WEDNESDAY, Jan. 13, 2021 (HealthDay News) -- Coronavirus deaths in the United States hit another daily record on Tuesday, with 4,400 Americans succumbing to COVID-19 in the last 24 hours.
The United States already has the world's highest death tally by a wide margin, and is only about 20,000 shy of 400,000 just one month after the country crossed the 300,000 threshold, The New York Times reported.
In a change that illustrates the level of worry U.S. health officials have about containing the coronavirus in the coming months, U.S. Health Secretary Alex Azar said Tuesday that the federal government would now release all available vaccine doses and told states to vaccinate every American aged 65 and older.
"This next phase reflects the urgency of the situation we face," he said. "Every vaccine dose that is sitting in a warehouse rather than going into an arm could mean one more life lost or one more hospital bed occupied."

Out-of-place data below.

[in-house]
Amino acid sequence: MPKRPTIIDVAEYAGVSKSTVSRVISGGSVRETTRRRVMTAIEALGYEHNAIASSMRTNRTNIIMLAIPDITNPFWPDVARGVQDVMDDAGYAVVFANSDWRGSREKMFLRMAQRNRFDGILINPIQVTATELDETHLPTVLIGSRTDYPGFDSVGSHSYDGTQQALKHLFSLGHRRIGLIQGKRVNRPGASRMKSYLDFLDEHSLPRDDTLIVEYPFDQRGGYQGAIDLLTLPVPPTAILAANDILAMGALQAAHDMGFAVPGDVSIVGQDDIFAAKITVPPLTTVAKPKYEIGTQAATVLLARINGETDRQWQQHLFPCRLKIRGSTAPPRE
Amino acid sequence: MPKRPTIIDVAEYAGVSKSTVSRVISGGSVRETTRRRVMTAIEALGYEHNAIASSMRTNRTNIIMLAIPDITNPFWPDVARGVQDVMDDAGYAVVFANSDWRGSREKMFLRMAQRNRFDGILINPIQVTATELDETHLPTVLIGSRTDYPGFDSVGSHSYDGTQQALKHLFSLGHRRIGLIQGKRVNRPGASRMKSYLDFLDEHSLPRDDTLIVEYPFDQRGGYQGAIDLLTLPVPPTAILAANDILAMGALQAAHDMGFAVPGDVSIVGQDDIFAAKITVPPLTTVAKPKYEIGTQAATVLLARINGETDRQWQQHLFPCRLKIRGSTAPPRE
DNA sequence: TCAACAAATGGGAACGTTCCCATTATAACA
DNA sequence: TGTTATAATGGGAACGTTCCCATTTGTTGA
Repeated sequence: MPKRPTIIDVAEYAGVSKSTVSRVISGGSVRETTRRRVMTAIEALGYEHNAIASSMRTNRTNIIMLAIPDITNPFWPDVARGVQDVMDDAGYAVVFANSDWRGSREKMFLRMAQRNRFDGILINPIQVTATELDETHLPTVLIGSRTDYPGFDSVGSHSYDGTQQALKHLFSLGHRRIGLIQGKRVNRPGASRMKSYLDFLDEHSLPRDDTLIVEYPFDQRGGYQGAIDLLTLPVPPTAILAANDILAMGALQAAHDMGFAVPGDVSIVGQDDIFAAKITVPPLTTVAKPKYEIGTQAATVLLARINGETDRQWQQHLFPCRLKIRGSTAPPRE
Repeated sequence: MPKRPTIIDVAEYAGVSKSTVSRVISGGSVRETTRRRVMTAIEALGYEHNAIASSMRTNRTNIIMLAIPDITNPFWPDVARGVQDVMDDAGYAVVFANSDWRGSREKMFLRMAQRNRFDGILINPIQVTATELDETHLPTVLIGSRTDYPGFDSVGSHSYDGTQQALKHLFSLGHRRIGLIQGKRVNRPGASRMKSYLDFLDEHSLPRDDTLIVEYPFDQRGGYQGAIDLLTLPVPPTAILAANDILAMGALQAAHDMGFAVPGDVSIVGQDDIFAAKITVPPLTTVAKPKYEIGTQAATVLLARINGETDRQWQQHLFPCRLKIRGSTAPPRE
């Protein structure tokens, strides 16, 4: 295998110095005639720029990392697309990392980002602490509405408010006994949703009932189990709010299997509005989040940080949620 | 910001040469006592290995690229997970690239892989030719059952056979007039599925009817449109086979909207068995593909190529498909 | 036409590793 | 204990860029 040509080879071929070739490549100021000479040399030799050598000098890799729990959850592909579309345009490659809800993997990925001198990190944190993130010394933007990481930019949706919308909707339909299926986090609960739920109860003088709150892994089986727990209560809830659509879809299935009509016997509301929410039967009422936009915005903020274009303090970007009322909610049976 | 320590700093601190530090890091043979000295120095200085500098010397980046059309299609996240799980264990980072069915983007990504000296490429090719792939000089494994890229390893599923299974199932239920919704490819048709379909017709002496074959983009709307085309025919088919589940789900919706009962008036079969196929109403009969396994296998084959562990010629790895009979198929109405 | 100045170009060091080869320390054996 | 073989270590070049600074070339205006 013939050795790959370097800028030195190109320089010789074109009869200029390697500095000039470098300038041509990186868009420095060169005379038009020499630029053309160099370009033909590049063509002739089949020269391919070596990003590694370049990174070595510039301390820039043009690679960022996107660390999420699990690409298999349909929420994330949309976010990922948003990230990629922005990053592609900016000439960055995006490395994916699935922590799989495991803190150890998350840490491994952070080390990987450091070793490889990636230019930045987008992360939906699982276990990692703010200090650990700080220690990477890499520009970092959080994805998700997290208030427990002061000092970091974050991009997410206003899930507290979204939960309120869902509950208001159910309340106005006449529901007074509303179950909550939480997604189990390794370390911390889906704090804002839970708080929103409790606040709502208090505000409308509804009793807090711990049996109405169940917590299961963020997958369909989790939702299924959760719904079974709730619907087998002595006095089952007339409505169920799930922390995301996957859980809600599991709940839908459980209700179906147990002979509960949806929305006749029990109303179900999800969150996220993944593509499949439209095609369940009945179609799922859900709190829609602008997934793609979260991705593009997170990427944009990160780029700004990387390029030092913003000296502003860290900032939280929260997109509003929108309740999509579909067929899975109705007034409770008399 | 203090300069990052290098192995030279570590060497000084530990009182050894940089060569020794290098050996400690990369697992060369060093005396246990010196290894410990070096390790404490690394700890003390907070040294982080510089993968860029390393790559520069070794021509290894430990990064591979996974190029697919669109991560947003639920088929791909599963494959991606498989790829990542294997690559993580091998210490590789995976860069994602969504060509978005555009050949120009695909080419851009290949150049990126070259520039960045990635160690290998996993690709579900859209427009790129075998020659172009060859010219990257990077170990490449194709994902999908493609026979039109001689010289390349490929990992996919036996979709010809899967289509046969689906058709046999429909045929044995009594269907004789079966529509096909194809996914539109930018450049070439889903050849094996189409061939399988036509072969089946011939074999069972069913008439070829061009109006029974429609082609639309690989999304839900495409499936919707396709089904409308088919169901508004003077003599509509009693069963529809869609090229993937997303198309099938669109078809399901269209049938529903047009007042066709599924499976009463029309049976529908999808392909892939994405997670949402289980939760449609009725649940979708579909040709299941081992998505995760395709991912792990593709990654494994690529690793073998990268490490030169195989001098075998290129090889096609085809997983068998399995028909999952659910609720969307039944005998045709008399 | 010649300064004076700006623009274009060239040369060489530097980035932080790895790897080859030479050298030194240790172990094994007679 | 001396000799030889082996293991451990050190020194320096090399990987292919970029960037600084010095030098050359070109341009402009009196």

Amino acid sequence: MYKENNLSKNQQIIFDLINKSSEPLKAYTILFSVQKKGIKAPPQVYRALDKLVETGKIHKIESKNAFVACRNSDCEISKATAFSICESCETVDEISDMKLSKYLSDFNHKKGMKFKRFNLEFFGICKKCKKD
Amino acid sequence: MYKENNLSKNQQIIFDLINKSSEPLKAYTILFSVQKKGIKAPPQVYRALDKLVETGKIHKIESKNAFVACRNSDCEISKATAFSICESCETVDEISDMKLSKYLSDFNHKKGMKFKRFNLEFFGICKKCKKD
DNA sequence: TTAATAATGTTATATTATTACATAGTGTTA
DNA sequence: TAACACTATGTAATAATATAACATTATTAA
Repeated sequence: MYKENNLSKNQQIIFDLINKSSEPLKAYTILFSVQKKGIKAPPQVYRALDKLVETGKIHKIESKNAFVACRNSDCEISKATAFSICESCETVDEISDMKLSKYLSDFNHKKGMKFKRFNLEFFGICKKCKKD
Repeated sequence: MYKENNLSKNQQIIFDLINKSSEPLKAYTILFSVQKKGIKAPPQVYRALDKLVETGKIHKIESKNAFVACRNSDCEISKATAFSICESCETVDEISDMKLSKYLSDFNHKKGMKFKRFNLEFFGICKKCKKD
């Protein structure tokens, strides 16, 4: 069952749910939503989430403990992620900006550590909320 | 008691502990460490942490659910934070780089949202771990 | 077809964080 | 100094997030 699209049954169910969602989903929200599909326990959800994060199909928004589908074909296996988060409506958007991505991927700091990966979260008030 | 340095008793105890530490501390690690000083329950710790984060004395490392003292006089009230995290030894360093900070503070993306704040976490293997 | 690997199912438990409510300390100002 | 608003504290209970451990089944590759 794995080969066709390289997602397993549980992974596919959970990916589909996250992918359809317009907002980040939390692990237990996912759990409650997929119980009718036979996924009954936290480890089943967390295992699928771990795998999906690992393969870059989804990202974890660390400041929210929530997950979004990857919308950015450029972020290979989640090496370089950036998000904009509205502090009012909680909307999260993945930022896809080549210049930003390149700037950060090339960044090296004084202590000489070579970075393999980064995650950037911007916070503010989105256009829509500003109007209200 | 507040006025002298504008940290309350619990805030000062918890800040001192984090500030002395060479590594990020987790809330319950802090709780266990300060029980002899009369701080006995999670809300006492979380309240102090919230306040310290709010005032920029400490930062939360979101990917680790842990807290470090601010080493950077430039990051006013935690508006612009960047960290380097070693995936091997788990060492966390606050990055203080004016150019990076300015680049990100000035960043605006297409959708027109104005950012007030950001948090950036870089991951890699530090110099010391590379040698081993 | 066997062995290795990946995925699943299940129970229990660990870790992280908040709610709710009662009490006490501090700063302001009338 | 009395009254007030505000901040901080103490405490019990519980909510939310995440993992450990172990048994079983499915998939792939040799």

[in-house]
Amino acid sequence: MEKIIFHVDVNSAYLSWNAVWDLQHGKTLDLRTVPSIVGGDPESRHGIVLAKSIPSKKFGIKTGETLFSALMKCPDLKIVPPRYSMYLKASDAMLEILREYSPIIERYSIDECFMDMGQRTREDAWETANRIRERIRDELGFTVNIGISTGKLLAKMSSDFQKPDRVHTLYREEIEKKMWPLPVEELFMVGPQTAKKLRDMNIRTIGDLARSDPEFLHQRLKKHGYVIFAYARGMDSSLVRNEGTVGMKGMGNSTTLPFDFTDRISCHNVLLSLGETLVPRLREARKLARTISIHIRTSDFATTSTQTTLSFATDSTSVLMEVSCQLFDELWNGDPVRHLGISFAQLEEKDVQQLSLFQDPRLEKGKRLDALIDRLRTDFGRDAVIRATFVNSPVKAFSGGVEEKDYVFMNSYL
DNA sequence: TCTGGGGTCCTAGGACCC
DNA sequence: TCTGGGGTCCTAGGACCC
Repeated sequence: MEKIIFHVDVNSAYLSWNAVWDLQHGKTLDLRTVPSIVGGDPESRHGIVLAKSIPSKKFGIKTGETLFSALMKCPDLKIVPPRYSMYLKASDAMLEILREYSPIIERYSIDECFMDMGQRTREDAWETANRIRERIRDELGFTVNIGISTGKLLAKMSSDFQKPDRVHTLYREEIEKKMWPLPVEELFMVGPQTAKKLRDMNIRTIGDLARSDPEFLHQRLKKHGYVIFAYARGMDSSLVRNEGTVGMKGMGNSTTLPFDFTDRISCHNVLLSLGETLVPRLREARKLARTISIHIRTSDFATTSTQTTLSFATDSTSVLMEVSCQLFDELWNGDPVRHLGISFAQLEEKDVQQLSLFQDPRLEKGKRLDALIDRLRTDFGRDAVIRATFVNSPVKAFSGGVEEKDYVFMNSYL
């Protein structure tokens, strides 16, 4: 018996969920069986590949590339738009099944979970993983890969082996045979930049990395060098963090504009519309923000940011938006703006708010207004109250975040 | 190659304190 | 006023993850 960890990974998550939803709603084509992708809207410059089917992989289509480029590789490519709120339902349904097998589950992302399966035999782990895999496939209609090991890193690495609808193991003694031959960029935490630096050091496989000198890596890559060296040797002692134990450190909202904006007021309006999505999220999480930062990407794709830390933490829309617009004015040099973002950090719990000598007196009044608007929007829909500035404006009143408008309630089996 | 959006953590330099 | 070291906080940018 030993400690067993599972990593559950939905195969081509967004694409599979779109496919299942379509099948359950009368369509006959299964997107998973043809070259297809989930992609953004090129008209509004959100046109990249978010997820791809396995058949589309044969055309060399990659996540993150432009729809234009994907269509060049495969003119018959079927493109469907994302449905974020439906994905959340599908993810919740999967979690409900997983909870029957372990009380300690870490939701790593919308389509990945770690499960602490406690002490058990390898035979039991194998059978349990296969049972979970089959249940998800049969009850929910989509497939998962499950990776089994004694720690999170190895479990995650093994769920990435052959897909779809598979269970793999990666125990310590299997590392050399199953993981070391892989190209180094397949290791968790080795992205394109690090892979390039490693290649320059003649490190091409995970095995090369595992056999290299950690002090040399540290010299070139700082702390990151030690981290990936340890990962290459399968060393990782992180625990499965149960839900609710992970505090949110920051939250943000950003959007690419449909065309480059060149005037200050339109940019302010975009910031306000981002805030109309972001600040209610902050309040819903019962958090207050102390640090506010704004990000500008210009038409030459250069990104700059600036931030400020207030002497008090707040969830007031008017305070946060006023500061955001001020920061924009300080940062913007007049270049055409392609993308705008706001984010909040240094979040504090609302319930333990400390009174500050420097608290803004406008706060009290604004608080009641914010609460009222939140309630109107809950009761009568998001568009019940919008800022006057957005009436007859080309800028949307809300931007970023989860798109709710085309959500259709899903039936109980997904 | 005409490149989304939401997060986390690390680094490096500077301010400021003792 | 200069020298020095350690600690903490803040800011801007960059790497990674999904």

A third coronavirus vaccine may soon join the Pfizer and Moderna vaccines that have already been approved for emergency use: Johnson & Johnson said Tuesday that it plans to announce trial results on its one-dose vaccine soon, though the company probably won't be able to provide as many doses this spring as it first promised the federal government because of production delays, the Times reported.
If the vaccine can strongly protect people, as some scientists expect, only one shot would be required, making it far easier for local health departments and clinics to vaccinate residents. Its vaccine can also stay stable in a refrigerator for months, whereas the other two vaccines have to be frozen, the Times reported.
Dr. Marcus Plescia, chief medical officer for the Association of State and Territorial Health Officials, said state health officials were clearly excited about Johnson & Johnson's one-dose vaccine.
"You can get it and you're done," he said. "Everybody is eager to have it out there. It has a lot of potential."
But the hope of a third vaccine that can guard against COVID-19 infection is dampened by production lags. In the company's $1 billion contract with the federal government, Johnson & Johnson pledged to have 12 million doses ready by the end of February, ramping up to a total of 100 million doses by the end of June, the Times reported.
However, federal officials have been told that the company has fallen as much as two months behind the original production schedule and won't catch up until the end of April, when it was supposed to have delivered more than 60 million doses, two people familiar with the situation who were not authorized to discuss it publicly told the Times.